Alabama is home to plenty of sweet outdoor spots just begging to be photographed. Venues such as Sloss Furnace in Birmingham, the star-filled sky outside of Tuscaloosa, and utopian waterfalls in Bankhead National Forest are just a few of the photo-friendly destinations around the state, many of which go hand-in-hand with a nearby hike or other wilderness excursion.
From spooky, fog-drenched darkness to the long-exposure smoothness of falling water, here we share and explore a few of our favorite photogenic outdoor spots in Alabama, as well as insider strategies on taking a killer photo there. Whether you're a seasoned pro or an aspiring shutterbug, you're sure to find plenty of inspiration here—and more than a few images that will certainly make your Instagram highlight reel. Ready to get clicking?
1. Caney Creek Falls
North of Birmingham and a short drive or bike ride away from Double Springs, Caney Creek Falls is home to some of the state's most impressive and inspiring waterfalls . From small rivulets that gently trail over moss-covered limestone bluffs to massive cascades that can be heard from a distance, these waterfalls are located within the greater Bankhead National Forest area, which is also known as the "land of a thousand waterfalls." The area also offers hiking, biking, and overnight camping in addition to these fantastic photo-friendly spots.
Caney Creek Falls is one of the most aesthetically pleasing waterfalls within the sprawling national forest due its impressive height and substantial flow, which makes it perfect for photographers seeking inspiring vistas. While it's hard to take a bad photo here, getting to Caney Creek Falls can be a bit of a challenge, as it is not practical to hike from any of the wilderness trailheads.
In order to find this hidden gem, start at the Bankhead National Forest District Rangers Office on Highway 33 about a mile north of Double Springs. Head north from the office about three miles on AL 33 before taking a left onto County Road 2. Travel approximately 3.7 miles until you see mailbox 9916 and park. From there, seek out the nearby gate that marks the trail that leads 1.5 miles to the falls.
2. Tannehill State Park
Daniel Hillman first built a forge on the banks of Roupes Creek in 1830, after finding what he considered to be the richest brown ore he had ever seen. As a result of Daniel Hillman's early adventures and entrepreneurship, contemporary audiences can view and attempt to photograph the many features of Tannehill Ironworks Historical State Park . Some of the most interesting aspects of this location are the unique architectural structures and designs that served as the means for Confederate troops to forge iron goods and products. The photograph above, for example, depicts a massive stone furnace used to heat the necessary materials in the process of creating iron goods.
Imagine, too, what the furnace once looked like at night: When lit, it would light up the night sky and send gigantic flames into the air—a spectacular sight to whet the imaginative appetite of any would-be photographer.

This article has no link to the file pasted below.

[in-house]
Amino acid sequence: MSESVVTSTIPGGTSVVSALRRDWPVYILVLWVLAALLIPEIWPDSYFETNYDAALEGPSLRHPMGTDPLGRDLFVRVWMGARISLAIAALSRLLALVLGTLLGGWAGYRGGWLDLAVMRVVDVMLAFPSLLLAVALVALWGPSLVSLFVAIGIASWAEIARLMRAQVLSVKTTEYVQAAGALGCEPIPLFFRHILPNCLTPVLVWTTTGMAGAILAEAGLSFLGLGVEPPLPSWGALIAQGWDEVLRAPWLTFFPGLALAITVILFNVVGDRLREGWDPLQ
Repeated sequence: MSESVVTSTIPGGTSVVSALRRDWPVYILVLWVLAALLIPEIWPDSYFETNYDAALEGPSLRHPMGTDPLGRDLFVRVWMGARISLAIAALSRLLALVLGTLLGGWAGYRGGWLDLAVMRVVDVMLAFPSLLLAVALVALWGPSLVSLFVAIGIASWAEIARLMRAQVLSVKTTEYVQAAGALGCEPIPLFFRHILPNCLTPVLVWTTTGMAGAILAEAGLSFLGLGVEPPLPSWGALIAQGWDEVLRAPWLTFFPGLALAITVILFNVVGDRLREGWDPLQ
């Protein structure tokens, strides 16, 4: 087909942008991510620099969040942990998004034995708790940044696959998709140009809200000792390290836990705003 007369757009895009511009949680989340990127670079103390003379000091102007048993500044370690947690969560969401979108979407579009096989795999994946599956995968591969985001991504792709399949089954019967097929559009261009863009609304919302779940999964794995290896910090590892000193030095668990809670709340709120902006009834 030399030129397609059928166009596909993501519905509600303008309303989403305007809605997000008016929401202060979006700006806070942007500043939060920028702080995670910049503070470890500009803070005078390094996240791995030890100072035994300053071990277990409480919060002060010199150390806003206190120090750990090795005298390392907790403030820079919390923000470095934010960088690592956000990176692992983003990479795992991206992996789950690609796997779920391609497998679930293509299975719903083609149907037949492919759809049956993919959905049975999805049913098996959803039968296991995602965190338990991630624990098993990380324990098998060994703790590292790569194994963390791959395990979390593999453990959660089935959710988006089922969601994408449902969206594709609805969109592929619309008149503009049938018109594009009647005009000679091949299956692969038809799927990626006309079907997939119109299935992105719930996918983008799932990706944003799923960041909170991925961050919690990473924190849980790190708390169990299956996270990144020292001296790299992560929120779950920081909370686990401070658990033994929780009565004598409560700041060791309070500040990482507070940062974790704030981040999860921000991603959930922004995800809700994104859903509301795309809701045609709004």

3. Sanders Ferry and Black Warrior Roads
Sanders Ferry Road is known as a cyclist's paradise to those familiar with the Tuscaloosa area. Just a few miles from downtown, this roadway is particularly flat and largely devoid of motorized vehicle traffic and light pollution at night. This also makes the location perfect for capturing astral photographs that showcase the stars. Sanders Ferry and Black Warrior Road are also home to pumpjacks and other mechanical subjects like the one pictured above, which can make for beautiful nighttime photographs.
The motion captured from long exposures, like the one in the photograph above, can be difficult to get right. One strategy is to use a tripod to keep the camera steady during shots like these. Nearby fenceposts can serve as a suitable perch (though you might want to get the ok beforehand from the landowners). DSLR or mirrorless cameras are likely necessary for shots like these, too, as most basic cameras do not have an adjustment for exposure length or the ability to swap out situation-specific lenses.
4. Sloss Furnaces
For photographers who appreciate the aesthetic gravitas of large-scale industrial showcases, Sloss Furnaces delivers with gusto, with abundant opportunities for interesting experiments behind the camera lens. A National Historic Landmark in the heart of Birmingham, this location has provided a unique experience for visitors who marvel at the scale and history of this former iron-producing giant. Oxidized and decaying industrial behemoths stand quietly in rows that were once bustling with workers and the clamor of production. The iconic water tower, which bears the name of the furnaces, is one of the most photographed elements of the site.
You can combine a photo shoot at Sloss with one of the many events held on its grounds every year, including concerts, festivals, and bike races—all the more reason to make a trip to this fascinating Alabama landmark.
5. Oliver Lock and Dam
This dam, located just north of the Tuscaloosa Country Club, is a wonderful venue for photographers who like to try to capture the flow of water, bird species like blue heron, or a bustling fishing hole for local anglers. Long exposure night shots like the one above serve as a fitting example of the strange visual effect that falling water can create. The contrast between the glassy surface of Black Warrior River before it passes through the concrete drop and cascades down the opposite side serves as a photographic oddity—and one well worth considering as fitting spot for your next photo shoot.
Originally written for BCBS of AL.